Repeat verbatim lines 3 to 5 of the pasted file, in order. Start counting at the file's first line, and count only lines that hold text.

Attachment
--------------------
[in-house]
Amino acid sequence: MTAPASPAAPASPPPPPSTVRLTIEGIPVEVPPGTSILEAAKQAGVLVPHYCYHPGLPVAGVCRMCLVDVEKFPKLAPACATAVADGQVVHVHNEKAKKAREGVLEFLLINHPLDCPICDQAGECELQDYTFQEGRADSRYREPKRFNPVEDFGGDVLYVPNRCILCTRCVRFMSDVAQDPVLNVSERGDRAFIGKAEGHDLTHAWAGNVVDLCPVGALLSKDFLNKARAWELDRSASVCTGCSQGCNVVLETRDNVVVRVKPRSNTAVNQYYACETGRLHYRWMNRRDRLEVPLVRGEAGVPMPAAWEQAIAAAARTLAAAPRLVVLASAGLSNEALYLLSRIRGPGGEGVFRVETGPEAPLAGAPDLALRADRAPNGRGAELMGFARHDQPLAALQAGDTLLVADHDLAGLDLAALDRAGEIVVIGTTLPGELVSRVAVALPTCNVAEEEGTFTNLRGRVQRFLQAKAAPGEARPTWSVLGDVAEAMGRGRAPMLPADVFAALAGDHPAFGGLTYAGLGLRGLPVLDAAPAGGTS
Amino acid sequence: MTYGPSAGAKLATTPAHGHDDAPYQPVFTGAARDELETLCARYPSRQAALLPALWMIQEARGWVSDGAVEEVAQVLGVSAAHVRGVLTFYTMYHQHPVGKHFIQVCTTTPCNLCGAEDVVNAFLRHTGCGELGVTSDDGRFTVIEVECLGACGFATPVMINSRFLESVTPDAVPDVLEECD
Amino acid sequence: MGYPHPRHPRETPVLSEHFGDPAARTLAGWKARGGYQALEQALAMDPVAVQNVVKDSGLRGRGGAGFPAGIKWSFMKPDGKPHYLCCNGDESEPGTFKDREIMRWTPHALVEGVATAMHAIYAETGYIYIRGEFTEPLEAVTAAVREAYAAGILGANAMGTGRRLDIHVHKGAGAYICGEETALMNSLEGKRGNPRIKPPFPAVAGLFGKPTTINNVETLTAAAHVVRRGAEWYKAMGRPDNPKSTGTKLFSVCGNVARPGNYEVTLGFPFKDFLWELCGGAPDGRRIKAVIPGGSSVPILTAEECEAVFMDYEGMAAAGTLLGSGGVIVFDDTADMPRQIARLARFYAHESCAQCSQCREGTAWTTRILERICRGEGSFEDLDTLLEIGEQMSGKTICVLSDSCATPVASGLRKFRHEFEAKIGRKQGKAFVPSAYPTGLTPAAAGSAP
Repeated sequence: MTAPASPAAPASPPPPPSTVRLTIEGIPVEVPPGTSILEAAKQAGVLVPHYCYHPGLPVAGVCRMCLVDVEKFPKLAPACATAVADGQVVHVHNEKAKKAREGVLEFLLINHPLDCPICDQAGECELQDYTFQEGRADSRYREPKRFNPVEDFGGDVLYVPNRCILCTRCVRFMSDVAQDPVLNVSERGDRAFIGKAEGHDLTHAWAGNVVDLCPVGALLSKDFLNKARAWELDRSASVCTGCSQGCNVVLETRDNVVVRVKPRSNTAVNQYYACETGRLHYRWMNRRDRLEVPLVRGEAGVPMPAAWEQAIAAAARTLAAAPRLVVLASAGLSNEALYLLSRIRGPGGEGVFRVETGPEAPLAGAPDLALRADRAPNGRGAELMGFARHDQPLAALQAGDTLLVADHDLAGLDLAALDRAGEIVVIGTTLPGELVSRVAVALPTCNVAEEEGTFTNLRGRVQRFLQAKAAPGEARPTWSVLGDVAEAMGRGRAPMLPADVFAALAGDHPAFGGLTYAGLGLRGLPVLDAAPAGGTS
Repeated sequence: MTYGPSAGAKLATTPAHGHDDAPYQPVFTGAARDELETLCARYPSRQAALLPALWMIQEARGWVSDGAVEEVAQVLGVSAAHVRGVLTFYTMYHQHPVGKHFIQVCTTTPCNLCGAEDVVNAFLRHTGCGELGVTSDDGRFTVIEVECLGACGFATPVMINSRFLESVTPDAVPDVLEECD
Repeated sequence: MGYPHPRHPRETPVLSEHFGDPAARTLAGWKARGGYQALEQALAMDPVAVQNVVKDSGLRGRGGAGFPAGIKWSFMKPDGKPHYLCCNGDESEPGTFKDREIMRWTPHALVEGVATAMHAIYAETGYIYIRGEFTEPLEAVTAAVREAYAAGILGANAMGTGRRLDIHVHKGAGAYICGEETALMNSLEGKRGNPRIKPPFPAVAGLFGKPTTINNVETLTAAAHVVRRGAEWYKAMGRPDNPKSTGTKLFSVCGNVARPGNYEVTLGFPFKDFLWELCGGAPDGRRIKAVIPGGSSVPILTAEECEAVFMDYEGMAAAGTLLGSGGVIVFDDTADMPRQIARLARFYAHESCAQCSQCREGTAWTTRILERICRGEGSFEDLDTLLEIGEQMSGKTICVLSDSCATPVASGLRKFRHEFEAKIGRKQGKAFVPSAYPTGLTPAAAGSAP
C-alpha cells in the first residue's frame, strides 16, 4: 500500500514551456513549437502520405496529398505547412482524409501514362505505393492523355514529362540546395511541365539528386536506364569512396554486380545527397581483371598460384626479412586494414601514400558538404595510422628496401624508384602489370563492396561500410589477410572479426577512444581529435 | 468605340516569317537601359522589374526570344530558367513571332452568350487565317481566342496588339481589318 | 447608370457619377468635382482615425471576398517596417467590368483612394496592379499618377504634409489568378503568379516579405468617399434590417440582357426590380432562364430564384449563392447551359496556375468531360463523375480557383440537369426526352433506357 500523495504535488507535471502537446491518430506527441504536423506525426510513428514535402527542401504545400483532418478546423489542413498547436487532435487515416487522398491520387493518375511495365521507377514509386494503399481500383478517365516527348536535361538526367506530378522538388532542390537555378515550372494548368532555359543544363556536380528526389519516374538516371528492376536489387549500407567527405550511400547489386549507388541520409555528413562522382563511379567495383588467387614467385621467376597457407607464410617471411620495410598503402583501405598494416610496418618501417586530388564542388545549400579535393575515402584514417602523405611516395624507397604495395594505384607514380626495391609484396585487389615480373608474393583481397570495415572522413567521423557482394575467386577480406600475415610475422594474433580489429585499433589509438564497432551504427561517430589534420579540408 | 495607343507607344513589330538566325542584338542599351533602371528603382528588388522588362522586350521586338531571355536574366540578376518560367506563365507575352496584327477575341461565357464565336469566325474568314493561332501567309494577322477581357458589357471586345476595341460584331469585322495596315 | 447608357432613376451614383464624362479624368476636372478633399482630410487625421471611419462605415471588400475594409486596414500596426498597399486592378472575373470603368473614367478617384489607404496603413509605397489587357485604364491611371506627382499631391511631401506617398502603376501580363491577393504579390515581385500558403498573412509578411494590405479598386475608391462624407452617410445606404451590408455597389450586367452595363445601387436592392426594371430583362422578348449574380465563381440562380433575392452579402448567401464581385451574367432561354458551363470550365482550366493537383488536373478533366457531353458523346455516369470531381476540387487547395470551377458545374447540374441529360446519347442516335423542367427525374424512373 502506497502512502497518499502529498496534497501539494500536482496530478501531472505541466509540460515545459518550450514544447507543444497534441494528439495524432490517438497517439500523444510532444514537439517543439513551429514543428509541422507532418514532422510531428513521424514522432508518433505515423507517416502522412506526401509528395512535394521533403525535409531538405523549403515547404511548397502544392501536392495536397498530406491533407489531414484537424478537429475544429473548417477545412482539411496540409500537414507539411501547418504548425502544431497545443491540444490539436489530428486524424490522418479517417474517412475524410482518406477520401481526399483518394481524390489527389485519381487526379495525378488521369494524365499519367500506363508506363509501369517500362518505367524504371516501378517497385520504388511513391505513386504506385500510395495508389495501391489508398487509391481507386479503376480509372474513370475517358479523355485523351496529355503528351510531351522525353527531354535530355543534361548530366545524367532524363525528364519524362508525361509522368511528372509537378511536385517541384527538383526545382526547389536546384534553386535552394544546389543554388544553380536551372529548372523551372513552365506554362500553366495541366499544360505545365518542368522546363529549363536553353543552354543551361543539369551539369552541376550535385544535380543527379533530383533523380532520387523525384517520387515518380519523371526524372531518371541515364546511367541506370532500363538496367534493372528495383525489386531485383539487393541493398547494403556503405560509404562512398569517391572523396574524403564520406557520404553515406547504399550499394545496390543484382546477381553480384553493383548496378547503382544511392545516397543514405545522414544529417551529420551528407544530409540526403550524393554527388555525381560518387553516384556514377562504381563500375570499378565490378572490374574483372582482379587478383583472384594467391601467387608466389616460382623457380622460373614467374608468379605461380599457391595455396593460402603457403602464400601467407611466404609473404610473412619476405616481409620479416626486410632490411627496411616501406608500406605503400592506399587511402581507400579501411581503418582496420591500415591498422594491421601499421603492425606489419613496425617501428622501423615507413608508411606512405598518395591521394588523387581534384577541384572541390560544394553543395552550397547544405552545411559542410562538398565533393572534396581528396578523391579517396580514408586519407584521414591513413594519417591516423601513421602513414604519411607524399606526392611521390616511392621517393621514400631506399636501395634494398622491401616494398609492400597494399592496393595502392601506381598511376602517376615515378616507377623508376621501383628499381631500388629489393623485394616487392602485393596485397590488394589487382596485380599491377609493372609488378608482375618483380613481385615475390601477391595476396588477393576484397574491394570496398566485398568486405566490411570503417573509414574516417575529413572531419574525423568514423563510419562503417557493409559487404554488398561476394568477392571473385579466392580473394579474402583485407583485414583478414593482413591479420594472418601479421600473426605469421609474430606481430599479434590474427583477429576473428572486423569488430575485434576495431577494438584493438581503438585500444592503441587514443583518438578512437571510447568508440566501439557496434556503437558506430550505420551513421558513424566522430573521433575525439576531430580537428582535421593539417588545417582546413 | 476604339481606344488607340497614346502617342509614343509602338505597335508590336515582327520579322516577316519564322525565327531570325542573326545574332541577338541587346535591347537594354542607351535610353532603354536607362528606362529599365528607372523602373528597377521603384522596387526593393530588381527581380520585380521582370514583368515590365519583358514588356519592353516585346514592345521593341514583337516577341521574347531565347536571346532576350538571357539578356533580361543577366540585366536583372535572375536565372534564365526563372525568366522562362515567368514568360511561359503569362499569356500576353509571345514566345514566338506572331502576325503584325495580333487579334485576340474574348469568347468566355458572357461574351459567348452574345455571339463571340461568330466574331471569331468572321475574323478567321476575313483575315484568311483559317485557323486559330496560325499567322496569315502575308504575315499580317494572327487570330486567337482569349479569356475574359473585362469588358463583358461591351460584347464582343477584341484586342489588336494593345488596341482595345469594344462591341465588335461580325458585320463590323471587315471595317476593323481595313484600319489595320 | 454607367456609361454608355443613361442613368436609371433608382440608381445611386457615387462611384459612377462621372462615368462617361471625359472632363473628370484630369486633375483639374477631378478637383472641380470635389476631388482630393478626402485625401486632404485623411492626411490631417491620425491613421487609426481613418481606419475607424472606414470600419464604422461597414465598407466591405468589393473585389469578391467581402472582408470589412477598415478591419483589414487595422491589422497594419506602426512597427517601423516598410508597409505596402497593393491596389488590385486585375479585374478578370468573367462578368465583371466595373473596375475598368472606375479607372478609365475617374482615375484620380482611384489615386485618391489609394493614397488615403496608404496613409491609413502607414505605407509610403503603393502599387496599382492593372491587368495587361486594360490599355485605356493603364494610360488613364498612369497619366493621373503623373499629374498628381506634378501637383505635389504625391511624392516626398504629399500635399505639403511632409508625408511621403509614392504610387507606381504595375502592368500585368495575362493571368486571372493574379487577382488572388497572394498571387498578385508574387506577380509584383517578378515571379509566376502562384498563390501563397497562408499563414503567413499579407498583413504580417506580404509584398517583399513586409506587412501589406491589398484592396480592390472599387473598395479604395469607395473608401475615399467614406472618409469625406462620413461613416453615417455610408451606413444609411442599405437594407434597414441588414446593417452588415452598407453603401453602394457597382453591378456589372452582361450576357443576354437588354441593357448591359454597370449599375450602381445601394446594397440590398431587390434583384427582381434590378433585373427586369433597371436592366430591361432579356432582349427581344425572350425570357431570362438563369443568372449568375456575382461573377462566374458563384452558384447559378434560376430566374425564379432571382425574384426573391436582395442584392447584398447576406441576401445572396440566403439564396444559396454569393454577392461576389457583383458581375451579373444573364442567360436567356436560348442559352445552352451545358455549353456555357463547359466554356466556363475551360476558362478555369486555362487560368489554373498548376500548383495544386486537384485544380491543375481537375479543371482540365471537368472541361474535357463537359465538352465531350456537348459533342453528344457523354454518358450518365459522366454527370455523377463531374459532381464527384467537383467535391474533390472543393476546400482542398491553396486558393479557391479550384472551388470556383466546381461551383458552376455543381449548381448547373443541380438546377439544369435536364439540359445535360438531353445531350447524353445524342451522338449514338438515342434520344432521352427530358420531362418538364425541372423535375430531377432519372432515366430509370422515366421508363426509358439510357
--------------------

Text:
Amino acid sequence: MTYGPSAGAKLATTPAHGHDDAPYQPVFTGAARDELETLCARYPSRQAALLPALWMIQEARGWVSDGAVEEVAQVLGVSAAHVRGVLTFYTMYHQHPVGKHFIQVCTTTPCNLCGAEDVVNAFLRHTGCGELGVTSDDGRFTVIEVECLGACGFATPVMINSRFLESVTPDAVPDVLEECD
Amino acid sequence: MGYPHPRHPRETPVLSEHFGDPAARTLAGWKARGGYQALEQALAMDPVAVQNVVKDSGLRGRGGAGFPAGIKWSFMKPDGKPHYLCCNGDESEPGTFKDREIMRWTPHALVEGVATAMHAIYAETGYIYIRGEFTEPLEAVTAAVREAYAAGILGANAMGTGRRLDIHVHKGAGAYICGEETALMNSLEGKRGNPRIKPPFPAVAGLFGKPTTINNVETLTAAAHVVRRGAEWYKAMGRPDNPKSTGTKLFSVCGNVARPGNYEVTLGFPFKDFLWELCGGAPDGRRIKAVIPGGSSVPILTAEECEAVFMDYEGMAAAGTLLGSGGVIVFDDTADMPRQIARLARFYAHESCAQCSQCREGTAWTTRILERICRGEGSFEDLDTLLEIGEQMSGKTICVLSDSCATPVASGLRKFRHEFEAKIGRKQGKAFVPSAYPTGLTPAAAGSAP
Repeated sequence: MTAPASPAAPASPPPPPSTVRLTIEGIPVEVPPGTSILEAAKQAGVLVPHYCYHPGLPVAGVCRMCLVDVEKFPKLAPACATAVADGQVVHVHNEKAKKAREGVLEFLLINHPLDCPICDQAGECELQDYTFQEGRADSRYREPKRFNPVEDFGGDVLYVPNRCILCTRCVRFMSDVAQDPVLNVSERGDRAFIGKAEGHDLTHAWAGNVVDLCPVGALLSKDFLNKARAWELDRSASVCTGCSQGCNVVLETRDNVVVRVKPRSNTAVNQYYACETGRLHYRWMNRRDRLEVPLVRGEAGVPMPAAWEQAIAAAARTLAAAPRLVVLASAGLSNEALYLLSRIRGPGGEGVFRVETGPEAPLAGAPDLALRADRAPNGRGAELMGFARHDQPLAALQAGDTLLVADHDLAGLDLAALDRAGEIVVIGTTLPGELVSRVAVALPTCNVAEEEGTFTNLRGRVQRFLQAKAAPGEARPTWSVLGDVAEAMGRGRAPMLPADVFAALAGDHPAFGGLTYAGLGLRGLPVLDAAPAGGTS